We are on our last night in Tibet and although sad to finish it I must be candid. I am looking forward to the luxury of home. Tibet is not for the faint hearted. The dilemmas start early morning when it as been -11°C about 20°F and you’re deciding whether to wear one or two pairs of trousers (Pants for the Americans). This has a knock on effect when using the rest room (not really the right word to use for the facilities in Tibet).
Then there is also the problem of your breakfast. The food is not wonderful and the only thing I liked in the morning was beans on toast which is not so good when your going on an 8 hour drive. The driver offered me some Yak cheese. Its dried. You keep it in your mouth. My advice to you is to say NO to the cheese and butter and butter tea.
All moaning aside I must admit we had a wonderful time and we both leave with a lot of mixed emotions about Buddhism, the politics of China and Tibet and we’re both so glad we made the trip.
We drove eight hours to Gyantse, passing nomadic tribes, stunning mountain scenery, the Galoohing monastry and up to a stunning high altitude turquoise lake where of course I had to have my photo taken on a yak.
On the way up there every now and then we saw pilgrims walking with their prayer wheels coming from the secret Mountain which is considered a sacred pilgrim by both Hindi and Buddhists alike.
We stopped at a stuppa which was 5998 meters above sea level. ( thats about 20,000 feet). The first thing I saw was a man sucking on his oxygen can. I was glad I’d taken my tablets that morning but I have to say it is a really weird feeling as you breath so deeply and quickly. A lot of people leave white silk scarves… Forget that ….Pat and I just got our photo taken instead.
The following day we drove to Shigatse to see the Tashilhunpo Monastry. It was beautiful because it was peaceful and there were less and less tourists. More pilgrims. Just at the end of the tour we realized we were too late to see the special chapel but I was pretty OK with that. We had seen the 26 metre high future Buddha. During the cultural revolution the Chinese occupied this monastery but fortunately they did not destroy it. Just imagine an enormous gold Buddha looking down on you. Very impressive.
As we were leaving I heard the beautiful horn calling the Monks for prayer and lunch. Well wadayaknow, the next thing a young Monk (not more than 14 years of age) hurried by with his yellow coat and yellow hat. Our guide said ‘quick lets go back to the hall and maybe we’ll get a few pictures of the monks returning’. It was terrific I stood and watched and then took photos and then watched them fooling around with each other (they were mostly teenagers) and then took more photos. Then they all started going into the hall and the pilgrims started following them. It seemed that we could also go in. There they were chanting away and as we walked around we got into the special chapel. We stood and watched them and one of the monks kept laughing and looking over at Pat and I. We both felt blessed to get this chance to watch this. I know our guide was over the moon.
We had another long drive the following day to Samye Monastery. This is the ‘first monastery.’ The Chinese destroyed the second and third floor of this monastery in the cultural revolution but it has been rebuilt. I thought it was a bit of a cheek that the police station was right beside it and blazoned on the front was Chairman Mao and the other presidents. It does seem that Tibet is prospering under China and the Tibetans are rebuilding these monasteries however they require permits to do so. When we were going into the Dahkong Temple , as tourists we did not need to supply ID but the Tibetans had to and we saw two Tibetans who, no doubt traveled quite a way to worship there been turned away. I see a lot of new roads and schools and its difficult to understand just how strong an influence religion has on the Tibetans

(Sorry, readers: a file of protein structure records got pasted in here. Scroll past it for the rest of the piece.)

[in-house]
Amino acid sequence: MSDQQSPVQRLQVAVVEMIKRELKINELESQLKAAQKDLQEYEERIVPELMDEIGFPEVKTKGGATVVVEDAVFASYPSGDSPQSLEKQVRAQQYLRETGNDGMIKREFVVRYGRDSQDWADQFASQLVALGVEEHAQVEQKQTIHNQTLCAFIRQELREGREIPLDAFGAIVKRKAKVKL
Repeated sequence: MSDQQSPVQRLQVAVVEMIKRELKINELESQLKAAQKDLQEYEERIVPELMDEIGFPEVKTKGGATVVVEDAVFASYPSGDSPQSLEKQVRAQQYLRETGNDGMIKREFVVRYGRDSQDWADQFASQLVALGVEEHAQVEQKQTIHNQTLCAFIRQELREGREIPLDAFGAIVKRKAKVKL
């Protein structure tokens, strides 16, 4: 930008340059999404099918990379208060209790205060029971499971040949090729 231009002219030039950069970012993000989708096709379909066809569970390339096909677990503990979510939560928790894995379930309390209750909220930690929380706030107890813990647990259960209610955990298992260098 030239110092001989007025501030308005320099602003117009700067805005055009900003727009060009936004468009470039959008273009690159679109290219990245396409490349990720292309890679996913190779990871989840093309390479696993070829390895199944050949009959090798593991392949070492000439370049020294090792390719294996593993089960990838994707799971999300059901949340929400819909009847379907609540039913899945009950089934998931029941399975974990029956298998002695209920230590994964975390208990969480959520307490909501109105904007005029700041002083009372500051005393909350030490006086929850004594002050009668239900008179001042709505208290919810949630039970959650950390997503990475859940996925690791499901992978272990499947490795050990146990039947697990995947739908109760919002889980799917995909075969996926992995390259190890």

Anyway, a cute moment on the roof of the ‘First monastery was when Pat and I were getting a photo taken a pilgrim wanted in it and then his grandchild, then the children clearly wanted in it so the father came in and brought them into it. It was the cutest thing and typical of the warmth in Tibet…..making up for the cold weather.
Off to a monastery now.
6 thoughts on “Final days in Tibet.”
Fascinating Jane…i wonder what all that hardship and praying does for them…or anyone?
Looks like an outstanding experience for you and Pat. Love hearing all.
Just amazing Jane. The colours are spectacular, wonderful memories for you and Pat.
Wow your trip seems amazing. You seem very knowledgeable and I love that you shared all these experiences with us. I loved all your pictures but the one on the yak was great. We have to make time to get together when you get back. I resigned from Winter Park so I will no longer be able to see you there. Have a safe journey home.😀
I will be so sorry to see you go. I hope we catch up though
My goodness Jane this is so fascinating. We’re hearing a different slant to Tibet. Had watched a few programmes in the young monks but so wonderful to hear your perspective. Will enjoy hearing more when the book comes out!!
Your writing is excellent xx
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